Negative space and homeschooling

Negative space and homeschooling
The following is a guest post written by Amy Frank of Frankly Journaling the Journey.

The amount of artistic ability I have could easily fit in a thimble – which I wouldn’t be able to draw. When my kids ask me to draw an animal for them, I always persuade them that a rabbit would be best, since I can draw two basic circles on top of each other and add some ears and whiskers and call it done.

But even though I was never able to master any of the actual techniques I learned in art classes, I did understand one or two of the basic concepts, and the one that I found rattling around in my mind recently was the idea of negative space.

If my non-artistic brain understands it correctly, negative space is the space around the actual image in the artwork. It is not meant to be the focus, although clever artists do pay attention to how it affects the composition.

The parallel I draw to my life, though, goes like this: All of the efforts I am putting into raising and educating our children is the main focus of my “art,” and the negative space is everything around us that we are not doing.
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Homeschooling advice from graduates who have been there

advicepicmo

Written by contributor Jena Borah of Yarns of the Heart

I‘ve been writing here at Simple Homeschool, off and on, for the past four years. What an awesome community this has become! It’s a place of encouragement and inspiration on this bumpy road we call homeschooling.

Back in my day (we’re talking the 90s and early 2000s), I would have loved to find my “tribe” like this. So I send hugs, smiles, and a raised coffee cup to all you courageous parents reading right now.

This will be my last regular post here, so I thought it would be nice to give you a voice from the future, the voice of a grown homeschooled child. I asked my grown kids this question: What advice would you give homeschooling parents?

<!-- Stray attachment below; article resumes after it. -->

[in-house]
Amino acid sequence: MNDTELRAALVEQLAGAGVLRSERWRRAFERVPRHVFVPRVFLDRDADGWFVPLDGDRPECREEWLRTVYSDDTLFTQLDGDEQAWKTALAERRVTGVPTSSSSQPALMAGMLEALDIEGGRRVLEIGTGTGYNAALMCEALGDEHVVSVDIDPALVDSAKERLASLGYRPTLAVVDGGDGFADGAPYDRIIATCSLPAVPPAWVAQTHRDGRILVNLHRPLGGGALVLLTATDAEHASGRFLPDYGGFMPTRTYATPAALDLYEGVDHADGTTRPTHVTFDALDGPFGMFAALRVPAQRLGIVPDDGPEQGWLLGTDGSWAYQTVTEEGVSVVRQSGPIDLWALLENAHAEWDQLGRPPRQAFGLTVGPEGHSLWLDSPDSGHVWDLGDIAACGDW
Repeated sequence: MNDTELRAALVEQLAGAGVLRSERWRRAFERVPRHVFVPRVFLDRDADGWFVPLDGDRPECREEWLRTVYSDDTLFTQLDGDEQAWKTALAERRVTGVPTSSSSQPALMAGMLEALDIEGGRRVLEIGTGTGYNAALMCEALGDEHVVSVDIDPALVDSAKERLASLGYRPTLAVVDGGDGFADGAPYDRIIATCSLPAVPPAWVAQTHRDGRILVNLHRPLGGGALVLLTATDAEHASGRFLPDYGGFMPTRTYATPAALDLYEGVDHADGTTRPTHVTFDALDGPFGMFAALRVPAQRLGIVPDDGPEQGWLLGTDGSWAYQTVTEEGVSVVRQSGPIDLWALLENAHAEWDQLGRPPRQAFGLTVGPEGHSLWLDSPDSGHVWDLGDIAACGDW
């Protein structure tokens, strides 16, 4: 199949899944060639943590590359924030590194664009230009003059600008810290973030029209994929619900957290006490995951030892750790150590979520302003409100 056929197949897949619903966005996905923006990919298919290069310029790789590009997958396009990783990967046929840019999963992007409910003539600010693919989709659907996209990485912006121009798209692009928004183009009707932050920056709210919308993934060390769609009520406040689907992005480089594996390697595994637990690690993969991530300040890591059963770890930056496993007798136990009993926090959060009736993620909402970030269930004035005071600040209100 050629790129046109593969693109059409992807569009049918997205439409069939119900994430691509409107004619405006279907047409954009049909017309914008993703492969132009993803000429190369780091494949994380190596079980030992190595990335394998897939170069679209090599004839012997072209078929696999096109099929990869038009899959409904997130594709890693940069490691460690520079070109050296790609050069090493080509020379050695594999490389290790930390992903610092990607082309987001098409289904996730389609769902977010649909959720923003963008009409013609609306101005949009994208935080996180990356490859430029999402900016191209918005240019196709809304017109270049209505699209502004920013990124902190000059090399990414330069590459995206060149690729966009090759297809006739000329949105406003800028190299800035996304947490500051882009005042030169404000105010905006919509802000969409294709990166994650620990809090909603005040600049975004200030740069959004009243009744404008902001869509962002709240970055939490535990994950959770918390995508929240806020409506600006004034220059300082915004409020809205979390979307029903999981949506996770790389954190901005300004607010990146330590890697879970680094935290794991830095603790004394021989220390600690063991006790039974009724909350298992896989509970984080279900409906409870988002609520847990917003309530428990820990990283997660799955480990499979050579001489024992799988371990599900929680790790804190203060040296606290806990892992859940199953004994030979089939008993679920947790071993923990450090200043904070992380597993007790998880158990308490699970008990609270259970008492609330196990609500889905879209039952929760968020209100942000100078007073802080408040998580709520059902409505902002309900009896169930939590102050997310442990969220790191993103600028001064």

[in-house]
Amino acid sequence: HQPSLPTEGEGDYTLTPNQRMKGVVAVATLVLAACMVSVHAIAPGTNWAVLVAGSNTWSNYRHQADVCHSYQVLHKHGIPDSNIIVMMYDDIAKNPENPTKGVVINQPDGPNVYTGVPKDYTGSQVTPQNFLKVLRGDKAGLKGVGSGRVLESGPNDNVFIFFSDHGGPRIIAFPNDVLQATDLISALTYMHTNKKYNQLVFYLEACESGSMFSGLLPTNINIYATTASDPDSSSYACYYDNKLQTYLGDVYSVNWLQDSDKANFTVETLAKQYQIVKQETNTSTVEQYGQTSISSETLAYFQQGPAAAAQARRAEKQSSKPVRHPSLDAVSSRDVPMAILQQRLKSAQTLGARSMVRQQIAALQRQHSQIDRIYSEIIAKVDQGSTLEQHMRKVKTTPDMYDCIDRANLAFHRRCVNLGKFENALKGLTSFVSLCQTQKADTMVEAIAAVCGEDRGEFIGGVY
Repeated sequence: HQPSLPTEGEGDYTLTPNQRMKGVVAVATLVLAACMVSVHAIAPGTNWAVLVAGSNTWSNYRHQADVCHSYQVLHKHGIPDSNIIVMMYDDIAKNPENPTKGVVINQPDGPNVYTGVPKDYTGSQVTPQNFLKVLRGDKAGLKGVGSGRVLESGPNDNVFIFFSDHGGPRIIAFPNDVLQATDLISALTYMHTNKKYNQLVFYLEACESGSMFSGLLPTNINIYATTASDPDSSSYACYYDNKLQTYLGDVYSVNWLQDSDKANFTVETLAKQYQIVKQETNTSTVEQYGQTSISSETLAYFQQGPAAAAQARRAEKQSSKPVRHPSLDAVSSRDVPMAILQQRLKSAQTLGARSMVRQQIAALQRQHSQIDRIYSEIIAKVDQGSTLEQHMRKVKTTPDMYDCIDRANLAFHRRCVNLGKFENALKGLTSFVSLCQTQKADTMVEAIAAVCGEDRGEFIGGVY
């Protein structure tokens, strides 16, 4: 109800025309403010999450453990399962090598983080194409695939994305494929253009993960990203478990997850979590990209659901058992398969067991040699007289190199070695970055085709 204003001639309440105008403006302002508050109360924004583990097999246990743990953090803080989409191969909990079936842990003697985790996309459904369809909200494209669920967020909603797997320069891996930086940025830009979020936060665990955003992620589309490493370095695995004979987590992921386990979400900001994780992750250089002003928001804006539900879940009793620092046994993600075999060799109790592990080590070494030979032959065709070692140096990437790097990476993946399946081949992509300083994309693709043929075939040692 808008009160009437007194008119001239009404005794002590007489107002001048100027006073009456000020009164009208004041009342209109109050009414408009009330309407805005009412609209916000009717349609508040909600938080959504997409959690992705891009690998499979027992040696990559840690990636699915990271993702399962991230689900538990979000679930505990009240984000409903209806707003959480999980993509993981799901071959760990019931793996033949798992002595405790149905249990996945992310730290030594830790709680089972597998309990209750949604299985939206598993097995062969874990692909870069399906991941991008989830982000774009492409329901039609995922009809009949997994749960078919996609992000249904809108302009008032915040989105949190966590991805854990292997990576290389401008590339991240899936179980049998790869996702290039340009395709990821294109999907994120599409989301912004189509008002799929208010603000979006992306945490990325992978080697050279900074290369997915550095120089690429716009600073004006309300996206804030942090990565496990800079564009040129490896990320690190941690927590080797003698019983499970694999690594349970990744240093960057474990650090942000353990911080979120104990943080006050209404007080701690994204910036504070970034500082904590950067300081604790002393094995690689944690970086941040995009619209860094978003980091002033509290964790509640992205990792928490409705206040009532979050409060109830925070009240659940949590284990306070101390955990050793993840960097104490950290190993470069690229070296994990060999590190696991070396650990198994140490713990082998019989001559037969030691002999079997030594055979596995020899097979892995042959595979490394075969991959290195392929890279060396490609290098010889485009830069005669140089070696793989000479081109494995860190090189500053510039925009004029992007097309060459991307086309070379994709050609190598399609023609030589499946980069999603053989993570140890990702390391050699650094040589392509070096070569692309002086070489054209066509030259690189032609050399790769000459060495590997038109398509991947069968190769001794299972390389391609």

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Homeschool superpowers

 

Homeschool superpowers

The following post is from contributing writer Kris Bales of Weird, Unsocialized Homeschoolers.

I‘ve got this great shirt that says, “I homeschool. What’s your superpower?”

It’s become pretty worn-out from regular wear as my homeschool mom uniform. It makes me smile when I wear it because I know that being a homeschool parent doesn’t really endow me with superpowers.

I wish it did, though. I could think of some superpowers that would be awesome to have. [Read more...]

The disappearance of childhood and what we can do to get it back

The disappearance of childhood and what we can do to get it back ~SimpleHomeschool.net
Jamie Martin, editor of Simple Homeschool, also blogs about motherhood at Steady Mom

I want my kids to have a childhood. A living, breathing, mud-between-toes, romping-in-woods, staring-at-the-sky childhood. A secure foundation setting the stage for a secure life.

The gift of childhood. I allow my kids to slowly unwrap it each day within our homeschool.

But as I look around–at influences, at media, at society–I see childhood disappearing, evaporating further with each passing year. Are we all okay with that?

I’m not. For the good of our children, for the good of our society, for the good of the world we need to reclaim it.
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How to pack for anything

How to pack for everything

Contributer Amida writes for Journey into Unschooling.

Sometimes I think mothers are born packers.

Starting with that homecoming bag from the hospital delivery room, we have been prepping for our kids’ every away-from-home need.

When my own kids were younger, I had filled the car with all sorts of emergency supplies: emergency diapers, emergency wipes, emergency change of clothes and blankets (to this day, a friend of mine keeps her teenage kids’ baby blankets in the car for emergencies).

We always had snacks on hand or books and toys to keep a little one occupied. These days, I have children ranging from 3-15 and many days which we seem to spend on the road or waiting out a class. Along the way, I’ve learned a few strategies to help get us out the door, fed and occupied. Hopefully, some of these ideas can help you as well!

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